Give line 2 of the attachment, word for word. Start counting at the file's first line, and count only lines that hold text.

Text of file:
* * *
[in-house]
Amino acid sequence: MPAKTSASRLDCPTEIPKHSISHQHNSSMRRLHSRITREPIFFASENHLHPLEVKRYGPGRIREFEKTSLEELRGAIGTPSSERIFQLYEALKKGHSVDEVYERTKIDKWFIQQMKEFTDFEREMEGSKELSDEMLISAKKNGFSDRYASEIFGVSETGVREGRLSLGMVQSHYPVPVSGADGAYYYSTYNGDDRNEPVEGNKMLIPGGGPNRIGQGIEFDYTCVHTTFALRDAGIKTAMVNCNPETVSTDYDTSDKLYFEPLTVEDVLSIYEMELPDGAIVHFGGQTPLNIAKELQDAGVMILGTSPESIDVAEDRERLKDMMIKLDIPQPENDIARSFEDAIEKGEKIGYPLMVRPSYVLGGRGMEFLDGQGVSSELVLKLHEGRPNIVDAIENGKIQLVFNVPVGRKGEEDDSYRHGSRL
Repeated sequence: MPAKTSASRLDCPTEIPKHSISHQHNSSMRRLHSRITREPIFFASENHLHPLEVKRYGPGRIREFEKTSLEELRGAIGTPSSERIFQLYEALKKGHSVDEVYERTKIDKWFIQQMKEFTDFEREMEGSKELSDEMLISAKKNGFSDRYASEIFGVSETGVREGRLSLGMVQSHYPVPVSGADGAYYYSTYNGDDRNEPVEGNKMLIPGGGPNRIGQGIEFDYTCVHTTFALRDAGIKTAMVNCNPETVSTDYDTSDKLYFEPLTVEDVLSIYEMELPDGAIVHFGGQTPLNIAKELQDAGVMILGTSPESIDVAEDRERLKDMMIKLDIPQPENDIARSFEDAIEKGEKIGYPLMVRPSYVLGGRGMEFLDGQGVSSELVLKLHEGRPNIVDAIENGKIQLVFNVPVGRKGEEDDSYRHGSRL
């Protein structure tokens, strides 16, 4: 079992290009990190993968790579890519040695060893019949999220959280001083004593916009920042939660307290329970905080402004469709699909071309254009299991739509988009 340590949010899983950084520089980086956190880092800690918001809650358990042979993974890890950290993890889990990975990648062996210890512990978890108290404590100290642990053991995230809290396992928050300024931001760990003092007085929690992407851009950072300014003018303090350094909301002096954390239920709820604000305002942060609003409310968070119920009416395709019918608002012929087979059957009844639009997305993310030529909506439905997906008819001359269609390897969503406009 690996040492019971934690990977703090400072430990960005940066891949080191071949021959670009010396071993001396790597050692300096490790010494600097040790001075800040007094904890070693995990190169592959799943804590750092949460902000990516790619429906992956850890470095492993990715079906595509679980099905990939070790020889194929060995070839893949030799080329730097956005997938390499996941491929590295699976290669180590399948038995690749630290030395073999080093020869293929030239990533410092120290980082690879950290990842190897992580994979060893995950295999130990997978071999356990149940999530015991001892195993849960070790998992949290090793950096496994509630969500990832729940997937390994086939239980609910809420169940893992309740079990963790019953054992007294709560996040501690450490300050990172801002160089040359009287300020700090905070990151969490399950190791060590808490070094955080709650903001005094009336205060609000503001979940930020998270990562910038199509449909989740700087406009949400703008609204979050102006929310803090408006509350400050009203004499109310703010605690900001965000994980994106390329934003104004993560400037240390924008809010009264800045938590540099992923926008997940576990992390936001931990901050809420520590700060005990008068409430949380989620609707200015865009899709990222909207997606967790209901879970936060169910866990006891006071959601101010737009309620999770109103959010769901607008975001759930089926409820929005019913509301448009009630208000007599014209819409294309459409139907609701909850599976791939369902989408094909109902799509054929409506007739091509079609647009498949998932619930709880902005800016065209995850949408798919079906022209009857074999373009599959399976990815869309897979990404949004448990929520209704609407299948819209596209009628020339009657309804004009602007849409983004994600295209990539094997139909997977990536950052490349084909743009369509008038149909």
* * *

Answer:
Amino acid sequence: MPAKTSASRLDCPTEIPKHSISHQHNSSMRRLHSRITREPIFFASENHLHPLEVKRYGPGRIREFEKTSLEELRGAIGTPSSERIFQLYEALKKGHSVDEVYERTKIDKWFIQQMKEFTDFEREMEGSKELSDEMLISAKKNGFSDRYASEIFGVSETGVREGRLSLGMVQSHYPVPVSGADGAYYYSTYNGDDRNEPVEGNKMLIPGGGPNRIGQGIEFDYTCVHTTFALRDAGIKTAMVNCNPETVSTDYDTSDKLYFEPLTVEDVLSIYEMELPDGAIVHFGGQTPLNIAKELQDAGVMILGTSPESIDVAEDRERLKDMMIKLDIPQPENDIARSFEDAIEKGEKIGYPLMVRPSYVLGGRGMEFLDGQGVSSELVLKLHEGRPNIVDAIENGKIQLVFNVPVGRKGEEDDSYRHGSRL